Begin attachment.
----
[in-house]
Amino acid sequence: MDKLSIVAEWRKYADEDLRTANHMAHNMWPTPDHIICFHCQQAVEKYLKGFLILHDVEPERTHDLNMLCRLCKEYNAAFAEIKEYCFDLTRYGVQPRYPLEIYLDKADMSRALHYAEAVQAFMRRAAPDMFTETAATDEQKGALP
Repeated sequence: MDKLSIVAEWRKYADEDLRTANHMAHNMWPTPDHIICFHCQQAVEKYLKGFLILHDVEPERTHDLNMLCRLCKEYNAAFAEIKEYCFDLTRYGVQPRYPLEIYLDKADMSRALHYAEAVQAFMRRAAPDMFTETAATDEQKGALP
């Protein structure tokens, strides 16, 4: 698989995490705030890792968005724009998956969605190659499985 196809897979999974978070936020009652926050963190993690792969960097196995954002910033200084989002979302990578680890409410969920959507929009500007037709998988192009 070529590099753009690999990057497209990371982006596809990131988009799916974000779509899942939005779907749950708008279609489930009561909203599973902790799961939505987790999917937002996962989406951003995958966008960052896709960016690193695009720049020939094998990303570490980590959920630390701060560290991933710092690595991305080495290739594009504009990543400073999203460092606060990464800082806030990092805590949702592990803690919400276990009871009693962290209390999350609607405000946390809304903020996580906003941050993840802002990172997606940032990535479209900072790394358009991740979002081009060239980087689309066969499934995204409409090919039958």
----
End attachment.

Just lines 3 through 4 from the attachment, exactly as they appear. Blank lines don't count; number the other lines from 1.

Repeated sequence: MDKLSIVAEWRKYADEDLRTANHMAHNMWPTPDHIICFHCQQAVEKYLKGFLILHDVEPERTHDLNMLCRLCKEYNAAFAEIKEYCFDLTRYGVQPRYPLEIYLDKADMSRALHYAEAVQAFMRRAAPDMFTETAATDEQKGALP
């Protein structure tokens, strides 16, 4: 698989995490705030890792968005724009998956969605190659499985 196809897979999974978070936020009652926050963190993690792969960097196995954002910033200084989002979302990578680890409410969920959507929009500007037709998988192009 070529590099753009690999990057497209990371982006596809990131988009799916974000779509899942939005779907749950708008279609489930009561909203599973902790799961939505987790999917937002996962989406951003995958966008960052896709960016690193695009720049020939094998990303570490980590959920630390701060560290991933710092690595991305080495290739594009504009990543400073999203460092606060990464800082806030990092805590949702592990803690919400276990009871009693962290209390999350609607405000946390809304903020996580906003941050993840802002990172997606940032990535479209900072790394358009991740979002081009060239980087689309066969499934995204409409090919039958």